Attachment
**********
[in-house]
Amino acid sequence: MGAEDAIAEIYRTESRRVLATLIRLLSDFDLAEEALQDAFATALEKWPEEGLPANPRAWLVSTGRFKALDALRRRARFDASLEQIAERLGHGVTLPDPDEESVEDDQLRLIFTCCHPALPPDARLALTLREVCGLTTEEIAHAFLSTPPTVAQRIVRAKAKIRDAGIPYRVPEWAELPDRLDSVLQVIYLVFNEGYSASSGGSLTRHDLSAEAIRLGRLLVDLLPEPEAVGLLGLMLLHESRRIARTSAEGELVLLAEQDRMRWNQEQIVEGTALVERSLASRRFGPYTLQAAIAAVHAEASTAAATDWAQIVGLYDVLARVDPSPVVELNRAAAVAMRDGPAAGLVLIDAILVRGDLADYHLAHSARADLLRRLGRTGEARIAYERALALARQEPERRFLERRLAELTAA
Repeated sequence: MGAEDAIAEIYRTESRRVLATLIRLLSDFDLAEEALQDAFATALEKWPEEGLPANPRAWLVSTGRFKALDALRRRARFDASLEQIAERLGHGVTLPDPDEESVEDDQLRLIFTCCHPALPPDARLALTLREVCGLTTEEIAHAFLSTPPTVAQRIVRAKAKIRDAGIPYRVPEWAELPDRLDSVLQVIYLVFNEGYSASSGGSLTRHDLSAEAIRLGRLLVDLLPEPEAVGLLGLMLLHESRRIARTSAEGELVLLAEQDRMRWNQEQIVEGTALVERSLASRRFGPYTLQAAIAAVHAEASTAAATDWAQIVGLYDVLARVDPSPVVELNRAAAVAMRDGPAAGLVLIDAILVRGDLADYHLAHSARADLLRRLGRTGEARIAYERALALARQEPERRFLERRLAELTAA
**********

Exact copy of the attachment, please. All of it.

[in-house]
Amino acid sequence: MGAEDAIAEIYRTESRRVLATLIRLLSDFDLAEEALQDAFATALEKWPEEGLPANPRAWLVSTGRFKALDALRRRARFDASLEQIAERLGHGVTLPDPDEESVEDDQLRLIFTCCHPALPPDARLALTLREVCGLTTEEIAHAFLSTPPTVAQRIVRAKAKIRDAGIPYRVPEWAELPDRLDSVLQVIYLVFNEGYSASSGGSLTRHDLSAEAIRLGRLLVDLLPEPEAVGLLGLMLLHESRRIARTSAEGELVLLAEQDRMRWNQEQIVEGTALVERSLASRRFGPYTLQAAIAAVHAEASTAAATDWAQIVGLYDVLARVDPSPVVELNRAAAVAMRDGPAAGLVLIDAILVRGDLADYHLAHSARADLLRRLGRTGEARIAYERALALARQEPERRFLERRLAELTAA
Repeated sequence: MGAEDAIAEIYRTESRRVLATLIRLLSDFDLAEEALQDAFATALEKWPEEGLPANPRAWLVSTGRFKALDALRRRARFDASLEQIAERLGHGVTLPDPDEESVEDDQLRLIFTCCHPALPPDARLALTLREVCGLTTEEIAHAFLSTPPTVAQRIVRAKAKIRDAGIPYRVPEWAELPDRLDSVLQVIYLVFNEGYSASSGGSLTRHDLSAEAIRLGRLLVDLLPEPEAVGLLGLMLLHESRRIARTSAEGELVLLAEQDRMRWNQEQIVEGTALVERSLASRRFGPYTLQAAIAAVHAEASTAAATDWAQIVGLYDVLARVDPSPVVELNRAAAVAMRDGPAAGLVLIDAILVRGDLADYHLAHSARADLLRRLGRTGEARIAYERALALARQEPERRFLERRLAELTAA